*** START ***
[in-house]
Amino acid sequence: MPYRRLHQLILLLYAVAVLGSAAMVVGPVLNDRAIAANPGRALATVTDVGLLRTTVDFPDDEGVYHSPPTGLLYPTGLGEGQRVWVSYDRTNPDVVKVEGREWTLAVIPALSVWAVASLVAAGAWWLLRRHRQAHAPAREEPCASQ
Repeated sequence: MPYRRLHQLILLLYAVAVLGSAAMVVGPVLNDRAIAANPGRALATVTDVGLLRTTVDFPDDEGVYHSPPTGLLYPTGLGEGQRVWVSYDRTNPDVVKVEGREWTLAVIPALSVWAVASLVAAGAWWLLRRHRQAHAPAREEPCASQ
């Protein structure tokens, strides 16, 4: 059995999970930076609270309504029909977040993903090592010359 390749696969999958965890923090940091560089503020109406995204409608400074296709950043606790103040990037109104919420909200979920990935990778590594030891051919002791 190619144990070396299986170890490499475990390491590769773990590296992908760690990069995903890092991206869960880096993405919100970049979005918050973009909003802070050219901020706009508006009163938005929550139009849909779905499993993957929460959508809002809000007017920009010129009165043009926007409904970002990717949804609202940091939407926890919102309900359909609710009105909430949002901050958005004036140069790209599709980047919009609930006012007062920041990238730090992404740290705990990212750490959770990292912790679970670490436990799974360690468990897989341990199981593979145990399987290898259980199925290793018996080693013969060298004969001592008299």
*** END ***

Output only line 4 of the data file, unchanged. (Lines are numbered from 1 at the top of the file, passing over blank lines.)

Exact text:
């Protein structure tokens, strides 16, 4: 059995999970930076609270309504029909977040993903090592010359 390749696969999958965890923090940091560089503020109406995204409608400074296709950043606790103040990037109104919420909200979920990935990778590594030891051919002791 190619144990070396299986170890490499475990390491590769773990590296992908760690990069995903890092991206869960880096993405919100970049979005918050973009909003802070050219901020706009508006009163938005929550139009849909779905499993993957929460959508809002809000007017920009010129009165043009926007409904970002990717949804609202940091939407926890919102309900359909609710009105909430949002901050958005004036140069790209599709980047919009609930006012007062920041990238730090992404740290705990990212750490959770990292912790679970670490436990799974360690468990897989341990199981593979145990399987290898259980199925290793018996080693013969060298004969001592008299």